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Boston Economy Will Escape Big Freeze Of Historic Snowstorms

In Boston, nearly 9 feet of snow this winter has kept shoppers out of stores, putting a strain on the local economy.
In Boston, nearly 9 feet of snow this winter has kept shoppers out of stores, putting a strain on the local economy.

Nearly 9 feet of snow has fallen on Boston this winter — most of it in February — closing workplaces for days and leaving commuters stranded.

"I've been working from home for the past couple of days because I can't get to work," says Christopher Clickner, an insurance agent. "It's been taking me an hour-and-a-half sitting here to try to catch a bus, and it just hasn't worked at all."

Much of the snow is still piled up, disrupting traffic and commerce, but the record storms are not expected to shrink the economy like the polar vortex did last year.

Bostonians might want to blame their weather woes on Patrick Renna, the CEO of a New England burrito chain called Boloco. Back in January, he was forecasting strong growth at company board meeting.

"I remember the chairman asking me 'so Patrick, what's the biggest risk?' And I said 'weather ... but thankfully, we've been good so far,'" Renna says before laughing. "Then two weeks later started the 102-inch snowfall that we've received since then. So maybe I jinxed it."

Boloco's sales fell 20 percent last month. The company primarily serves people working in Boston office buildings, and half of Renna's stores were closed for days.

"In my 20 years of business, it was the worst restaurant month that I've ever been involved with," he says.

And unlike someone who waits until a snowstorm passes to buy a new fridge or new car they were going to buy anyway, those burrito sales are gone for good.

"You're not going to sell two lunches tomorrow to offset the lunch that you didn't sell today," says Michael Goodman, an economist at the University of Massachusetts Dartmouth.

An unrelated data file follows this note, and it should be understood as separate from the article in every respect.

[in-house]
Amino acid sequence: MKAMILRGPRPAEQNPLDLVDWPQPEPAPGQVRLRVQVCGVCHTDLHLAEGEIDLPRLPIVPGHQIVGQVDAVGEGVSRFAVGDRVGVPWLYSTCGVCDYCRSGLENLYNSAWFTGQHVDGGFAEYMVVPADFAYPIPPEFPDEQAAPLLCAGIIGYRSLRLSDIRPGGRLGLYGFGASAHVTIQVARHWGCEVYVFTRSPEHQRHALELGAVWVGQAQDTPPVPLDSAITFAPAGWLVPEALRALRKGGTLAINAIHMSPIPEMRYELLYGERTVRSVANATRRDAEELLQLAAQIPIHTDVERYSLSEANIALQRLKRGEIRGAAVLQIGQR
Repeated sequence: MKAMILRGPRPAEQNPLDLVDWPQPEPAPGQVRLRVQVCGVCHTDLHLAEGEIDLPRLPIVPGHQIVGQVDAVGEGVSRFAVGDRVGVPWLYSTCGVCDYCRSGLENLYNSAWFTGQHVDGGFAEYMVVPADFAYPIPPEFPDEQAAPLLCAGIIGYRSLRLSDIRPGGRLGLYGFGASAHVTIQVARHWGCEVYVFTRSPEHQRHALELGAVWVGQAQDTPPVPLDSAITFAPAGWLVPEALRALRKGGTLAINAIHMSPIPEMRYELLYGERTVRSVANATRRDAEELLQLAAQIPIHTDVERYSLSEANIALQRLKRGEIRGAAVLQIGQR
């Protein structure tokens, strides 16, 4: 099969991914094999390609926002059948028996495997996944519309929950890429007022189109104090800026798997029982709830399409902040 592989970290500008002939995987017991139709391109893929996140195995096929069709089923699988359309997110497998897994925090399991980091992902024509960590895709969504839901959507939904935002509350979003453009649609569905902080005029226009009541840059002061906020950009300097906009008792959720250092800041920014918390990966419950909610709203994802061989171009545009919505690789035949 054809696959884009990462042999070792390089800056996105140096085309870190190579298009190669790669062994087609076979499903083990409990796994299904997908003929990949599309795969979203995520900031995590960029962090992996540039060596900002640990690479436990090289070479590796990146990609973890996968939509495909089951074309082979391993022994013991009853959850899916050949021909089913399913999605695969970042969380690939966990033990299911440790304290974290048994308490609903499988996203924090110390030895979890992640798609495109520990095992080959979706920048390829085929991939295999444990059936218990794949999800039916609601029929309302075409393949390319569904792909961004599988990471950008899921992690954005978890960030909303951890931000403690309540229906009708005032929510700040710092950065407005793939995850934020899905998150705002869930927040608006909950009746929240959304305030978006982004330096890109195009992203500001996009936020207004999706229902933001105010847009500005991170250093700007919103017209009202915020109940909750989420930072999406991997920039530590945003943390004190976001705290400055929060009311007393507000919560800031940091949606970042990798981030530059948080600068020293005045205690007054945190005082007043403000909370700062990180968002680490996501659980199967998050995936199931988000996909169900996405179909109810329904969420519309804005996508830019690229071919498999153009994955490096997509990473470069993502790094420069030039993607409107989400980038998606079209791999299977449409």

But while the office employees aren't coming in to work and grabbing a burrito for lunch, that doesn't mean their businesses are closed, too.

"I worked from my desk in my living room," says Amanda Schreyer, a lawyer for a snowbound downtown firm. "I have a laptop; I can connect remotely to my work system. It was really business as usual."

At her firm, Prince Lobel Tye, managing partner Craig Tateronis says billable hours were down 10 percent in February, but that he's not too stressed about it.

"We certainly understand why we have the result we do in February," he says. "But we also expect that we will get the productivity back." Tateronis says his lawyers and paralegals can make it up.

For many businesses, the slowdown was temporary, not permanent. That's the case for many companies affected by the snowstorms, says Doug Handler. He's the chief U.S. economist at the research firm IHS.

"We're lucky that Boston is, for the most part, a knowledge-intensive city," he says. "And actually the permanent economic loss because of that really isn't that significant."

By knowledge-intensive he means financial services firms, universities and software companies — workplaces that don't produce physical products in a fixed location. Even when Handler's team came up with its estimate of the permanent economic loss from the snowstorm, they did it from the comfort of their homes.

"Depends on the time of day, but we start with hot chocolate for sure," he says.

The estimated permanent loss to the Massachusetts economy is more than $1 billion. It's not chump change. But annualized, that's just a percentage point off the regional output. And it's not a bad outcome, considering how much snow still covers the region.

Copyright 2021 NPR. To see more, visit https://www.npr.org.

Curt Nickisch